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ECT Seizure Monitoring-Reply

Max Fink, MD; Lynn Johnson
Arch Gen Psychiatry. 1984;41(1):106-107. doi:10.1001/archpsyc.1984.01790120110017.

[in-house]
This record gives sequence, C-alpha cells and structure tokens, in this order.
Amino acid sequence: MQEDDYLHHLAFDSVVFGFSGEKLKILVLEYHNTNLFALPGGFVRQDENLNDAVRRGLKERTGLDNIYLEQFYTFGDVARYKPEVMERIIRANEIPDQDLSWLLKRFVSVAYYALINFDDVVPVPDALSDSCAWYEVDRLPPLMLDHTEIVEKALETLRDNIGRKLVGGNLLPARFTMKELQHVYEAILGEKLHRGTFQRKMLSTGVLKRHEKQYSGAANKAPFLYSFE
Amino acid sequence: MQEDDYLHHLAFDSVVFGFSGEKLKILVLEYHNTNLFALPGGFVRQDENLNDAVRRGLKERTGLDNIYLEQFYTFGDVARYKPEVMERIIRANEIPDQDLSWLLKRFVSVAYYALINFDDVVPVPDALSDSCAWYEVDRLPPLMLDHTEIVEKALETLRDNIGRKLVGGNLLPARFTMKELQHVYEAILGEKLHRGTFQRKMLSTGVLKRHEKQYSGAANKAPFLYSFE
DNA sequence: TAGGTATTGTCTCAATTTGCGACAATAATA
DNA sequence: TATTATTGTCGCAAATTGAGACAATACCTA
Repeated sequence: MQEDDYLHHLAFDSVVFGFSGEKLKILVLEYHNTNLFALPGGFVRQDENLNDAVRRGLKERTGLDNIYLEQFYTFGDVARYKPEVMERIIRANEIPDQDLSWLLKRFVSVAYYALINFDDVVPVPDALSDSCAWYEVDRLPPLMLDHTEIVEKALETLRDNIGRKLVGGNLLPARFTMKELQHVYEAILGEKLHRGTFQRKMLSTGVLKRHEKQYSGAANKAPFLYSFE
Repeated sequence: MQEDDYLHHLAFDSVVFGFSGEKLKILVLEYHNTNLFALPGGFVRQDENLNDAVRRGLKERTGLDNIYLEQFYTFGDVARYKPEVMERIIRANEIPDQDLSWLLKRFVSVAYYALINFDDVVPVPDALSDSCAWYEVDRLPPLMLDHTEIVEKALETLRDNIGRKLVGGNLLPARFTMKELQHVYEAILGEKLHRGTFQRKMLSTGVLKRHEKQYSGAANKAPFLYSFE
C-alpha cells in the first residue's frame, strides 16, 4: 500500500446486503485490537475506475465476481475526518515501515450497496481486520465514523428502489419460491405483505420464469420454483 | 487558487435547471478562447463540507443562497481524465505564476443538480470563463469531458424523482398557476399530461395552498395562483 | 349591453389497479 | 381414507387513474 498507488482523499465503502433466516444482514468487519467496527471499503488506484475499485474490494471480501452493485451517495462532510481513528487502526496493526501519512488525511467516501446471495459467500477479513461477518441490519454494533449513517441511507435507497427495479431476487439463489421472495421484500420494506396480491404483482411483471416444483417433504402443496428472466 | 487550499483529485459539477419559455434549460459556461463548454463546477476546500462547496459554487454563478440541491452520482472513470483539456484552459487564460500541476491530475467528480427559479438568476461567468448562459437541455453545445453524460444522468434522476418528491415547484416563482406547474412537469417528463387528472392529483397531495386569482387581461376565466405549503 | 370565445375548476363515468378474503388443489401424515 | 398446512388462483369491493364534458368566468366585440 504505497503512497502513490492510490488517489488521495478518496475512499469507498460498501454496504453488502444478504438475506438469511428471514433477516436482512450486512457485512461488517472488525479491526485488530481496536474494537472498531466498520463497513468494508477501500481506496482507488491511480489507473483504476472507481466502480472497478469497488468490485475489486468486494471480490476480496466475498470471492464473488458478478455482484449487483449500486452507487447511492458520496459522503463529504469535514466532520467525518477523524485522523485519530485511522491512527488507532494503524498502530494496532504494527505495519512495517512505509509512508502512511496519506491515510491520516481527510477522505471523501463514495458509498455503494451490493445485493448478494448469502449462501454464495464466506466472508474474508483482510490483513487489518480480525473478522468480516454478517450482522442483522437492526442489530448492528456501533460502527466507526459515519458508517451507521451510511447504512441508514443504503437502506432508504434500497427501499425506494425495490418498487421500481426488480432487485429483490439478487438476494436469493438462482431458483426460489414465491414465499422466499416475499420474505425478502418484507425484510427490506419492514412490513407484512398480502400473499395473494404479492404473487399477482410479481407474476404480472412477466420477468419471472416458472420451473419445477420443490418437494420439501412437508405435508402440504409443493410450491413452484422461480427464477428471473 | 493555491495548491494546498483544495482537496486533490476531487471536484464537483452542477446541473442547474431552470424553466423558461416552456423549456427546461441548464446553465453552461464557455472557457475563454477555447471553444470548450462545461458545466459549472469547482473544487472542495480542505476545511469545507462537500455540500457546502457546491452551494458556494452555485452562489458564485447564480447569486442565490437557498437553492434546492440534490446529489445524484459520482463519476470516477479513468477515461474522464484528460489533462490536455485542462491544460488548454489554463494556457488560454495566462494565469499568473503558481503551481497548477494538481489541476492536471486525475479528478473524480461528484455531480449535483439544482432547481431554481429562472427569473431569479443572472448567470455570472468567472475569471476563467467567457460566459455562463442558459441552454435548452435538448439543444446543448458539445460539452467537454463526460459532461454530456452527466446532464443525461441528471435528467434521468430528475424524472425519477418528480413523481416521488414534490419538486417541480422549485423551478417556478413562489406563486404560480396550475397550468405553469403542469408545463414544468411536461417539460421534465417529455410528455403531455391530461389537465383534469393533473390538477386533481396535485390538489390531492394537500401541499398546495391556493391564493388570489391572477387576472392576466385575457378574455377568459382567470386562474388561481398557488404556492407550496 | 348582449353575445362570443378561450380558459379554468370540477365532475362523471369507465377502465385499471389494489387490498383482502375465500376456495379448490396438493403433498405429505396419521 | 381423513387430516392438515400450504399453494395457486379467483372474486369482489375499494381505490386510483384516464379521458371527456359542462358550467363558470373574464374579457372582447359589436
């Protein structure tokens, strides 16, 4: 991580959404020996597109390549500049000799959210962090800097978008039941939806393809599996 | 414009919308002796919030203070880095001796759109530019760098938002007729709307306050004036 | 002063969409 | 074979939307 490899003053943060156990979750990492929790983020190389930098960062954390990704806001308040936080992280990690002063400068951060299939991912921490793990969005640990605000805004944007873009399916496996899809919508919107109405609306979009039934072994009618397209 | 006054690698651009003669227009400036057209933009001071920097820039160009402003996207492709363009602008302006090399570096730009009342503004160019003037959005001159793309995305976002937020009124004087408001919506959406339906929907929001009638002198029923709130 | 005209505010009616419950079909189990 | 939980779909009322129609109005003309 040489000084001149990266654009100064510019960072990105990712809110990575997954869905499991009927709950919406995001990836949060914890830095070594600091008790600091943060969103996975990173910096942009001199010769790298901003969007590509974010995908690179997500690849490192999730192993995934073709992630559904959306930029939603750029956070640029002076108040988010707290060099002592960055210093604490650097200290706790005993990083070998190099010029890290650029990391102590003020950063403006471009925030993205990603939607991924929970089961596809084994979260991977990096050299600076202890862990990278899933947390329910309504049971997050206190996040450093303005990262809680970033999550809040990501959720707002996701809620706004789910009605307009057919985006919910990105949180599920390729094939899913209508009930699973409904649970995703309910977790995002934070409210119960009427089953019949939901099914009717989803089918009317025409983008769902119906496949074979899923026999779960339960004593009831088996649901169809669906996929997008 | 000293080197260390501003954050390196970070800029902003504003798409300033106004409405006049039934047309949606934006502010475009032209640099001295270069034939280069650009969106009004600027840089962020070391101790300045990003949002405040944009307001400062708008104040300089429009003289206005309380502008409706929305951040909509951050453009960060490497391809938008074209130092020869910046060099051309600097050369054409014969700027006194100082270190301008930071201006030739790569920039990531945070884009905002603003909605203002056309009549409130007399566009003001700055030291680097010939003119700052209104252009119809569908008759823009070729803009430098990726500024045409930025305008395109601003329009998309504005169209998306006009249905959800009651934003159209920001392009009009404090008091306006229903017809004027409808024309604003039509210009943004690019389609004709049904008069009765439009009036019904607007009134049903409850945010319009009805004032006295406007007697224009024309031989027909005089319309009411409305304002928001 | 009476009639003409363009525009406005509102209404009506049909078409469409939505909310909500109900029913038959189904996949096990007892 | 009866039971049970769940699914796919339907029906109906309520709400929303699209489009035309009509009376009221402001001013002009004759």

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In Reply.—  Dr Goffen is to be commended for describing an alternate way to monitor the duration of ECT-induced seizures. He suggests that the change in heart rate provides a valid index of seizure duration. As Dr Goffen did not provide data that the seizures had been monitored by means other than ECG, we recently added ECG monitoring to our treatments. We confirm that tachycardia is present when other measurements (BP and EEG) indicate the presence of a cerebral fit.However, we did not note the same precise duration of tachycardia. In one instance, the tachycardia persisted beyond the duration of the BP-monitored seizure. In this instance, we believe that the methohexital hydrochloride dose was inadequate, and the patient apparently experienced breathing distress, which may have been the basis for the extended tachycardia (and hypertension). In other patients, the duration of tachycardia was much shorter, and some patients did not have


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